I am betting that it is going to be a spendy restoration, but it is going to be worth the effort to save an unusual car.
    I found a link that will be interesting reading for anyone that is interested in these cars.
    https://www.hagerty.ca/apps/valuationtools/1961-Daimler-SP250-Dart?NewsSubStatus=Success

  6. LAB3

    Very cool looking little car! I’m betting an engine that size revs up pretty high giving it a unique sound.

  7. Peter Atherton

    Fun car,quick enough,but also too quick to “swap ends”if one were to overdo it in a corner…..notorious handling!

  8. Abarthbill

    Had a friend in the 70’s who had a body/restoration shop who did a lot of Corvettes. Owner of an SP250 wanted it restored, cost no object. After 100’s of hours spent on the body because of terrible quality of the glassfibre, he said he would never do another one.

  9. Ian Roberts

    ..prices climbing fast here in Europe-real grand tourer cars once sorted….

    • Ross W. Lovell

      Greetings All,

      I’m a big fan of the British Marques.

      I always thought that when they were developing the design they asked everyone to come up with a styling cue that they would use the best one from all submitted.

      Some how, when it came down to selecting one, the powers that be thought if one was good, more would be better……………..unfortunately, this us what we ended up with for the final product.

      The engines in these are jewels, Daimler also used this power plant in a MKII variant. Even though it was only 2.5 liter the V8 seemed to carry a lot more cachet with British buyers.

      If you really want to be impressed Google Daimler SP-250 powered dragsters in the U.K. There’s a guy over there getting an insane amount of horses out of this engine, with the wins to prove it.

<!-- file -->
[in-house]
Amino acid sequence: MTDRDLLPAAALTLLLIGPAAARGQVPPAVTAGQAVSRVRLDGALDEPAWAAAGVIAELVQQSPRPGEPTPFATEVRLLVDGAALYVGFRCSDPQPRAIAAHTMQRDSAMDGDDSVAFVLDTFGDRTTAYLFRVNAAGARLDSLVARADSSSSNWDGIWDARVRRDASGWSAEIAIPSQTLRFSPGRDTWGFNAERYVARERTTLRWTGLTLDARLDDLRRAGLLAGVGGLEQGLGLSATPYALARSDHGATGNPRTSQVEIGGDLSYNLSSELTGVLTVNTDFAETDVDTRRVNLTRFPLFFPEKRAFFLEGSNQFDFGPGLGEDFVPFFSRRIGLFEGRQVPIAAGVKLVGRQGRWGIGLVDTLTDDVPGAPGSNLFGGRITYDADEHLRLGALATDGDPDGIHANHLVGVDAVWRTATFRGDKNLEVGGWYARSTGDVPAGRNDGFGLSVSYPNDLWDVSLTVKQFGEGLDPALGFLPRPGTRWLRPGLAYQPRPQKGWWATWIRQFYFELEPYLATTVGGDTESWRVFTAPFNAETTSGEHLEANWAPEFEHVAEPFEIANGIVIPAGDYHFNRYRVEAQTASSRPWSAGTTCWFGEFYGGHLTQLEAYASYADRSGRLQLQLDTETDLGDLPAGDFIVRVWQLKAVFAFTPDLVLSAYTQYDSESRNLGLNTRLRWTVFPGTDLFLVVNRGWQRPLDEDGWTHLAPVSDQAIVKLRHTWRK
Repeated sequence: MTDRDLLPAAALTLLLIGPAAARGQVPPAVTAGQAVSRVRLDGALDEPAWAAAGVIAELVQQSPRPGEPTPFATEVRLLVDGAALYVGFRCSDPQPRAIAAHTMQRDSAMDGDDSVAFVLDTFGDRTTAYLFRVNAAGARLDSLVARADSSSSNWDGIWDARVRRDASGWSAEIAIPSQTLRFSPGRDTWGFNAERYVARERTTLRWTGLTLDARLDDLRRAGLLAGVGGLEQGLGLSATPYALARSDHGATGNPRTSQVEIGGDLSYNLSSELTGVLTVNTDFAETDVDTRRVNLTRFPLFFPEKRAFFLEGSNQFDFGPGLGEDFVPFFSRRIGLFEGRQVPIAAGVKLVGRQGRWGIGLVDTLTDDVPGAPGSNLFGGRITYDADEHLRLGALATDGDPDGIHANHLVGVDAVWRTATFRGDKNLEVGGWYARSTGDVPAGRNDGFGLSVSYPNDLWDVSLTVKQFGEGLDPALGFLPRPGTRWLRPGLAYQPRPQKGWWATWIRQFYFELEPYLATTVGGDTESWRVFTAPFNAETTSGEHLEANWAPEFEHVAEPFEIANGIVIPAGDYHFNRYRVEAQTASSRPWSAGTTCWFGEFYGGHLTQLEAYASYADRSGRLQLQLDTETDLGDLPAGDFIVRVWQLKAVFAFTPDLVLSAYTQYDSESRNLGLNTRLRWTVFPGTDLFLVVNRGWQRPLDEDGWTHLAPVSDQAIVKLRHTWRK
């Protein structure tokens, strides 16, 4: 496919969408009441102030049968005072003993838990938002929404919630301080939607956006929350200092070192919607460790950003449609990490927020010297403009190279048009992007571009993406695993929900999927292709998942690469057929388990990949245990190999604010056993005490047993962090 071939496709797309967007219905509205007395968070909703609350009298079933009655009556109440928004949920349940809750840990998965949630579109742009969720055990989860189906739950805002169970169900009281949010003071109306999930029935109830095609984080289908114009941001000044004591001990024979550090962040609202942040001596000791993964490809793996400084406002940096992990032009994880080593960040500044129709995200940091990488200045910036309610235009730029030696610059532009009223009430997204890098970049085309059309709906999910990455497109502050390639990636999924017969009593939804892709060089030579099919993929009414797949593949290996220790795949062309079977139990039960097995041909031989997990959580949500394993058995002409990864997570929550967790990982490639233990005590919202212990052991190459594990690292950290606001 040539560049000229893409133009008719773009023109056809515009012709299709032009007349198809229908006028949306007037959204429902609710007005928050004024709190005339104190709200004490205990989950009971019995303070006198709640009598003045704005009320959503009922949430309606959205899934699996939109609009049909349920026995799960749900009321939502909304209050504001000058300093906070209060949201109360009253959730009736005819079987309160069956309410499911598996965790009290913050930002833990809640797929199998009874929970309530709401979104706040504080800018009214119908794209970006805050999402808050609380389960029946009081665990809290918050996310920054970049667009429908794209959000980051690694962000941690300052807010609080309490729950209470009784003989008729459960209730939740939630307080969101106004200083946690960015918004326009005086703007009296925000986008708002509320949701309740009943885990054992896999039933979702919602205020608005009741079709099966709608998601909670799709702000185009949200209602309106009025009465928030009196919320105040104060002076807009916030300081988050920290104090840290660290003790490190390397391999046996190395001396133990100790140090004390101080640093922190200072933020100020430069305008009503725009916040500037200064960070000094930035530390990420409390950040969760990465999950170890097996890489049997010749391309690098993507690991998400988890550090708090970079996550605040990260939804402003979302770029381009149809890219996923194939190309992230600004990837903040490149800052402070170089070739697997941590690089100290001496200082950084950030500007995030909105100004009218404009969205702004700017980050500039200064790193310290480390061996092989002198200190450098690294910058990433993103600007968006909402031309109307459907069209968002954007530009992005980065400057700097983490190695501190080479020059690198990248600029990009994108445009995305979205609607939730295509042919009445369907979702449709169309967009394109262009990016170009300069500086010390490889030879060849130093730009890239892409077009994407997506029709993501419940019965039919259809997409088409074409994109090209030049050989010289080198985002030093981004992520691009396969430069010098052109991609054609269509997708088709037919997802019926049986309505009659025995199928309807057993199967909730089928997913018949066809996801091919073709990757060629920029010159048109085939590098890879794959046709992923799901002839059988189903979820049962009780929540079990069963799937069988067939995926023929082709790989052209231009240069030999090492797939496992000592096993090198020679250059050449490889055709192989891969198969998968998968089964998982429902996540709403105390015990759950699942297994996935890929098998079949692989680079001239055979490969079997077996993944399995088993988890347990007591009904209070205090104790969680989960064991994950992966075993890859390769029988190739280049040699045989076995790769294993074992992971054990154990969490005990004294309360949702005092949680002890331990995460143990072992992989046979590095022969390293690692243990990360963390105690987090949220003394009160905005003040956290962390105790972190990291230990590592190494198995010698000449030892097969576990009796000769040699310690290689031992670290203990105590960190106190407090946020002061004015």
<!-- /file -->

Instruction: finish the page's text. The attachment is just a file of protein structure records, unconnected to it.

10. Dan h

    Technically, it’s not supposed to be called a “Dart” as Daimler was sued by Dodge over the Dart name.

  11. Dolphin Member

    A few points that come to mind on the SP250 ….

    – The hemi V8 is basically like a small Chrysler Hemi because both have a single camshaft down low that operated pushrods that operated rocker arms that opened the valves. A lot cheaper to manufacture than a DOHC V8.

    – I remember seeing one race at the Thompson, CT track in the ’60s. It looked and sounded impressive, especially compared to most of the other cars that used straight-4s. I can’t remember where it placed in the race, but it did look good.

    – After googling the SP250 I was reminded that one Mark Donohue raced a SP250 early in his career, and that they were more popular than I remember them being in SCCA racing, especially on the East coast. Google Daimler SP250 racing and you will come up with some interesting sites with great period photos of the cars & drivers.

  12. Bob

    Dolphin,